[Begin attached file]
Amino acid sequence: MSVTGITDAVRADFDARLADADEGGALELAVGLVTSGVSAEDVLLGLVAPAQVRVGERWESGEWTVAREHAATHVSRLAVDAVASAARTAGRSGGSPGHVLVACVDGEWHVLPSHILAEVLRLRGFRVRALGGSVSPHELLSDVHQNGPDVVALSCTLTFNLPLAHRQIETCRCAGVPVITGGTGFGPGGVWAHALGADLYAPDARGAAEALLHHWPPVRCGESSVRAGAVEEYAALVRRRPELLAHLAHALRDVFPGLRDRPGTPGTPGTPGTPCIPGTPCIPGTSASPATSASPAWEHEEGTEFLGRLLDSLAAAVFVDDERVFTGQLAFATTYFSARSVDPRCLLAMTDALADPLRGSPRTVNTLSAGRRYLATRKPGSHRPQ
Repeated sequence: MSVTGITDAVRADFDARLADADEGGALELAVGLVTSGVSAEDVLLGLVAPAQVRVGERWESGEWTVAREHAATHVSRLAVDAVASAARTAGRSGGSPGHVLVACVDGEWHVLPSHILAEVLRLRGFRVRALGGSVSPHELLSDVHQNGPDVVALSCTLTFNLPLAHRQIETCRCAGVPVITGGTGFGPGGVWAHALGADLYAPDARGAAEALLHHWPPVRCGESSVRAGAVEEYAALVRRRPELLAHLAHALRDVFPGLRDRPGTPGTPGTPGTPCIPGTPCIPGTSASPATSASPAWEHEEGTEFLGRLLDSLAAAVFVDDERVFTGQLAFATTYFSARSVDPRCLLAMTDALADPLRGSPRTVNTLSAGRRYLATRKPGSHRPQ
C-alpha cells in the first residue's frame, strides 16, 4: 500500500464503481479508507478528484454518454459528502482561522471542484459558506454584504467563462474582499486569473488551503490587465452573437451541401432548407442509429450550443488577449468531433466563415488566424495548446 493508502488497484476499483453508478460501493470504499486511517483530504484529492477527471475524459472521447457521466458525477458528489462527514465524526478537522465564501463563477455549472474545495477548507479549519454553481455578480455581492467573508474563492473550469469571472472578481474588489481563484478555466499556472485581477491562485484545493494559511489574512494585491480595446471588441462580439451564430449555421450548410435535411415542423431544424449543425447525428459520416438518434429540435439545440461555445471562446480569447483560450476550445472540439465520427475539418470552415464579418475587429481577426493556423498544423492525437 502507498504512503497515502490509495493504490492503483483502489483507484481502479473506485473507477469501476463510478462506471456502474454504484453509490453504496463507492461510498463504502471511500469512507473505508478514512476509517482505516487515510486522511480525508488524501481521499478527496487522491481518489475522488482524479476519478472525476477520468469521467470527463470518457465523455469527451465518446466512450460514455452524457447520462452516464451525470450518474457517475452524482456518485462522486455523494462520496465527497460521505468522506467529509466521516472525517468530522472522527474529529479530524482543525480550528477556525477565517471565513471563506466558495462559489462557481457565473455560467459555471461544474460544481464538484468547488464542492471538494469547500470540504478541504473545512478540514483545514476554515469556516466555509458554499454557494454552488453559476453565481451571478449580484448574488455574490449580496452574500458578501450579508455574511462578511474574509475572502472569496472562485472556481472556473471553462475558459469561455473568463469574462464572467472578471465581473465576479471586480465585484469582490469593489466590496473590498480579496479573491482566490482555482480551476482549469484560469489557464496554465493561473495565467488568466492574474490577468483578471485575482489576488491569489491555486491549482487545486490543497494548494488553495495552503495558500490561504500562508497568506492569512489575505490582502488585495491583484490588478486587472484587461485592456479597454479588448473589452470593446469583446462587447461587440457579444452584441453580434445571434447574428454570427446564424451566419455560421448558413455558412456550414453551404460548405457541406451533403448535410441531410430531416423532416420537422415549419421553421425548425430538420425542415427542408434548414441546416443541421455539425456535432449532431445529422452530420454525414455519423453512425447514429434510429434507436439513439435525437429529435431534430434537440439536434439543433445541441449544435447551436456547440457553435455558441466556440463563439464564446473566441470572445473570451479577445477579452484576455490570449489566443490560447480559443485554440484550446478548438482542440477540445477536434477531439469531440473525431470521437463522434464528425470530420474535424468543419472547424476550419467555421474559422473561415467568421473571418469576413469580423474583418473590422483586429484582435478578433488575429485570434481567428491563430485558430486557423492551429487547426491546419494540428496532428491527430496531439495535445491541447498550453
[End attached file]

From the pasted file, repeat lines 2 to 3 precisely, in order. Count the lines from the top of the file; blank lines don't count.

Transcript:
Repeated sequence: MSVTGITDAVRADFDARLADADEGGALELAVGLVTSGVSAEDVLLGLVAPAQVRVGERWESGEWTVAREHAATHVSRLAVDAVASAARTAGRSGGSPGHVLVACVDGEWHVLPSHILAEVLRLRGFRVRALGGSVSPHELLSDVHQNGPDVVALSCTLTFNLPLAHRQIETCRCAGVPVITGGTGFGPGGVWAHALGADLYAPDARGAAEALLHHWPPVRCGESSVRAGAVEEYAALVRRRPELLAHLAHALRDVFPGLRDRPGTPGTPGTPGTPCIPGTPCIPGTSASPATSASPAWEHEEGTEFLGRLLDSLAAAVFVDDERVFTGQLAFATTYFSARSVDPRCLLAMTDALADPLRGSPRTVNTLSAGRRYLATRKPGSHRPQ
C-alpha cells in the first residue's frame, strides 16, 4: 500500500464503481479508507478528484454518454459528502482561522471542484459558506454584504467563462474582499486569473488551503490587465452573437451541401432548407442509429450550443488577449468531433466563415488566424495548446 493508502488497484476499483453508478460501493470504499486511517483530504484529492477527471475524459472521447457521466458525477458528489462527514465524526478537522465564501463563477455549472474545495477548507479549519454553481455578480455581492467573508474563492473550469469571472472578481474588489481563484478555466499556472485581477491562485484545493494559511489574512494585491480595446471588441462580439451564430449555421450548410435535411415542423431544424449543425447525428459520416438518434429540435439545440461555445471562446480569447483560450476550445472540439465520427475539418470552415464579418475587429481577426493556423498544423492525437 502507498504512503497515502490509495493504490492503483483502489483507484481502479473506485473507477469501476463510478462506471456502474454504484453509490453504496463507492461510498463504502471511500469512507473505508478514512476509517482505516487515510486522511480525508488524501481521499478527496487522491481518489475522488482524479476519478472525476477520468469521467470527463470518457465523455469527451465518446466512450460514455452524457447520462452516464451525470450518474457517475452524482456518485462522486455523494462520496465527497460521505468522506467529509466521516472525517468530522472522527474529529479530524482543525480550528477556525477565517471565513471563506466558495462559489462557481457565473455560467459555471461544474460544481464538484468547488464542492471538494469547500470540504478541504473545512478540514483545514476554515469556516466555509458554499454557494454552488453559476453565481451571478449580484448574488455574490449580496452574500458578501450579508455574511462578511474574509475572502472569496472562485472556481472556473471553462475558459469561455473568463469574462464572467472578471465581473465576479471586480465585484469582490469593489466590496473590498480579496479573491482566490482555482480551476482549469484560469489557464496554465493561473495565467488568466492574474490577468483578471485575482489576488491569489491555486491549482487545486490543497494548494488553495495552503495558500490561504500562508497568506492569512489575505490582502488585495491583484490588478486587472484587461485592456479597454479588448473589452470593446469583446462587447461587440457579444452584441453580434445571434447574428454570427446564424451566419455560421448558413455558412456550414453551404460548405457541406451533403448535410441531410430531416423532416420537422415549419421553421425548425430538420425542415427542408434548414441546416443541421455539425456535432449532431445529422452530420454525414455519423453512425447514429434510429434507436439513439435525437429529435431534430434537440439536434439543433445541441449544435447551436456547440457553435455558441466556440463563439464564446473566441470572445473570451479577445477579452484576455490570449489566443490560447480559443485554440484550446478548438482542440477540445477536434477531439469531440473525431470521437463522434464528425470530420474535424468543419472547424476550419467555421474559422473561415467568421473571418469576413469580423474583418473590422483586429484582435478578433488575429485570434481567428491563430485558430486557423492551429487547426491546419494540428496532428491527430496531439495535445491541447498550453